But some of you are tired of trying to figure out a workable system and reinvent the wheel. That’s because knowing WHAT to do is only half the battle. You have to know HOW to do it. And, the HOW has to make sense and be realistic for your lifestyle—something that you can maintain for years to come. It has to be about developing a new mindset, a new perspective on teaching and life, and new habits.
That’s what the 40 Hour Teacher Workweek Club is designed to do.
How to get support in creating and maintaining healthier habits
If you would like a community of educators you can talk to about your new habits and bounce ideas off of each other–and if you’d like a step-by-step program that teaches you how to create more productive, healthier habits at home and in the classroom, you may want to think about joining us.
Every single week, you get ideas, encouragement, and strategies in both PDF form and audio podcast form. So if you’re already in the habit of listening to Truth for Teachers each week, it will be super easy for you to keep up with the material and learn new ways to simplify and streamline.
There’s also hundreds of dollars worth of printable forms and resources included to make things easier for you. You can even get a PD certificate at the end of the year which you can submit to your district and see if they’ll accept for continuing education credits.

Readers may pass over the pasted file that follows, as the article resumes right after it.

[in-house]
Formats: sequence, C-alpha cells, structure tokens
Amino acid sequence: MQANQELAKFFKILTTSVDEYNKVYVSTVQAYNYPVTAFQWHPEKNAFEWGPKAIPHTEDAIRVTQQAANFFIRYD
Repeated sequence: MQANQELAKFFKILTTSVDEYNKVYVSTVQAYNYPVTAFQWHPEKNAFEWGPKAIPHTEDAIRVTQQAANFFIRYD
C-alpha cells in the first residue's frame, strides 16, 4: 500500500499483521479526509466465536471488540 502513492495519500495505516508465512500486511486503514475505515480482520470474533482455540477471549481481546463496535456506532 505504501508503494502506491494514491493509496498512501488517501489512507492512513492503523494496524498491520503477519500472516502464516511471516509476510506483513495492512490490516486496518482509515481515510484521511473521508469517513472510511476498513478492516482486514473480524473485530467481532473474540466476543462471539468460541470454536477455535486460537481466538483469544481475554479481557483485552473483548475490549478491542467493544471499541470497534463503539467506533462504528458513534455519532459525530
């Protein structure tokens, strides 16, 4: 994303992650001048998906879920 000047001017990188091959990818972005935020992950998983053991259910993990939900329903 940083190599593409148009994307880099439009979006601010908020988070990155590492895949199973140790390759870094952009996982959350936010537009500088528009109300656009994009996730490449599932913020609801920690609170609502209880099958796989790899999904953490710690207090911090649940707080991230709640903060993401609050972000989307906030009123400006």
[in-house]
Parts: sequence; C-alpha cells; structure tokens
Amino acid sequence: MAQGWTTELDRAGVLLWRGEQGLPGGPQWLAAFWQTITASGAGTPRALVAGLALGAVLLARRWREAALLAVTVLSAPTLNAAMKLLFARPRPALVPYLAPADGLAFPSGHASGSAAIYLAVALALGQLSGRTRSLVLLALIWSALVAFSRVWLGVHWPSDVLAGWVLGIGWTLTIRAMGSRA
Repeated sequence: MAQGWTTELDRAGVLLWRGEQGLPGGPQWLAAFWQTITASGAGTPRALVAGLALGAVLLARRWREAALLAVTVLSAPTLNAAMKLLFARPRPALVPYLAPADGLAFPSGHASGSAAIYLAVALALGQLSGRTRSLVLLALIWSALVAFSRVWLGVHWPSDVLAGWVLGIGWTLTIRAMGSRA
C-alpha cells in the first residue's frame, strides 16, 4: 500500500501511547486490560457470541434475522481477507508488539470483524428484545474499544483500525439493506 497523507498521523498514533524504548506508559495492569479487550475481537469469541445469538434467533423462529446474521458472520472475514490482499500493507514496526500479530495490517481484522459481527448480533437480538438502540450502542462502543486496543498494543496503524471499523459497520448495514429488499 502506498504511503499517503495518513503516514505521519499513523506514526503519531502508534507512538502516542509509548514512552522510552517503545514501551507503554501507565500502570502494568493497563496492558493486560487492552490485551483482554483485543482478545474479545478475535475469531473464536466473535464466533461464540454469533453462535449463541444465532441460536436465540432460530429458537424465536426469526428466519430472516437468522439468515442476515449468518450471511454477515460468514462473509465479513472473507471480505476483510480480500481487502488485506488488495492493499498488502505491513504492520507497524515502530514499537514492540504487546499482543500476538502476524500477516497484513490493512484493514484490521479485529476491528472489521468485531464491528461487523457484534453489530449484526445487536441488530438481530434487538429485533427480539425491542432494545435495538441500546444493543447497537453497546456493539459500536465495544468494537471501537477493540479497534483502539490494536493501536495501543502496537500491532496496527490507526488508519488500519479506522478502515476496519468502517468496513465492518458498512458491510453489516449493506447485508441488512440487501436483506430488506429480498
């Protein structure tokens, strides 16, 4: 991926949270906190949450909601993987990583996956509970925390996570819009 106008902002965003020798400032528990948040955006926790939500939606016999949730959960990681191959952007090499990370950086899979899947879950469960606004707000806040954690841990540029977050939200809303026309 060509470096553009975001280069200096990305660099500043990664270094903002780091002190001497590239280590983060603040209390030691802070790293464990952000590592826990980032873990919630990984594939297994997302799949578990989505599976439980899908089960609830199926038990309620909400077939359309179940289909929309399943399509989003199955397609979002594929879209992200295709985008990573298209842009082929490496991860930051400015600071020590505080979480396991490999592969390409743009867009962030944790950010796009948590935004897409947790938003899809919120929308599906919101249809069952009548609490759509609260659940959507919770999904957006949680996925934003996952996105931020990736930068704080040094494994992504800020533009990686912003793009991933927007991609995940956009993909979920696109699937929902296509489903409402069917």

We’re going to be opening the club to new members again from June 28th-July 7th and then that’s it until next winter. It’s only open to members twice a year. You can learn all about the club AND by going to 40htw.com. So, my challenge to you in the weeks to come is to create ONE new habit related to an aspect of your life where you’re currently trying to rely on willpower to make the healthiest, most productive decisions.
Replace that bad habit with a better habit–just that one thing–and watch how quickly that new habit becomes your default. And then you can just stack another good habit right on top of it. Keep doing that, trusting that small changes add up to big results. It’s about baby steps, small changes, and little habits that you make a regular part of daily life…and before you know it, you’ve created the big changes you’ve been wanting.
Small changes in your habits add up to big results. You've got this. Click To Tweet
See blog posts/transcripts for all episodes
Subscribe to the podcast in iTunes
The Truth for Teachers Podcast
Our weekly audio podcast is one of the top K-12 broadcasts in the world, featuring our writers collective and tons of practical, energizing ideas. Support our work by subscribing in your favorite podcast app–everything is free!Explore all podcast episodes
Founder and Writer
More resources on this topicExplore all podcasts
If you are a teacher who is interested in contributing to the Truth for Teachers website, please click here for more information.
Thanks for sharing. I hadn’t thought about using up my willpower at school; I just thought I didn’t have much. I have noticed with experience with Weight Watchers that changing my habits with alternatives helped me lose weight better than just rejecting food.